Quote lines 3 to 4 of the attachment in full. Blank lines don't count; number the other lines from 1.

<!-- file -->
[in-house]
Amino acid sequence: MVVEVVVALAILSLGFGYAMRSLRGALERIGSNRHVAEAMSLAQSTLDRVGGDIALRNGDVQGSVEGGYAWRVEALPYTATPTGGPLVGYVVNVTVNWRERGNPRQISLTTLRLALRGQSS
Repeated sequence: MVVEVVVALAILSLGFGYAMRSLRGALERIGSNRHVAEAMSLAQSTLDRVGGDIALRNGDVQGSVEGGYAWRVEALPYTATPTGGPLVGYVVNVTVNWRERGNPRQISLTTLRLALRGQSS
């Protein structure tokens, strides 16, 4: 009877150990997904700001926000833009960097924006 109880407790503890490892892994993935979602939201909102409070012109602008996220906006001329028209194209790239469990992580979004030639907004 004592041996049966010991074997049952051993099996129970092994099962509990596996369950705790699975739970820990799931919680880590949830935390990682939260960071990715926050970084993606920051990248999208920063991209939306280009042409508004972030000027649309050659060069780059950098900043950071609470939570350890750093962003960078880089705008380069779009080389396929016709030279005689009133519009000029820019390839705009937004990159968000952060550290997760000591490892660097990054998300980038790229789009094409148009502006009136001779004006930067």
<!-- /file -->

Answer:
Repeated sequence: MVVEVVVALAILSLGFGYAMRSLRGALERIGSNRHVAEAMSLAQSTLDRVGGDIALRNGDVQGSVEGGYAWRVEALPYTATPTGGPLVGYVVNVTVNWRERGNPRQISLTTLRLALRGQSS
């Protein structure tokens, strides 16, 4: 009877150990997904700001926000833009960097924006 109880407790503890490892892994993935979602939201909102409070012109602008996220906006001329028209194209790239469990992580979004030639907004 004592041996049966010991074997049952051993099996129970092994099962509990596996369950705790699975739970820990799931919680880590949830935390990682939260960071990715926050970084993606920051990248999208920063991209939306280009042409508004972030000027649309050659060069780059950098900043950071609470939570350890750093962003960078880089705008380069779009080389396929016709030279005689009133519009000029820019390839705009937004990159968000952060550290997760000591490892660097990054998300980038790229789009094409148009502006009136001779004006930067």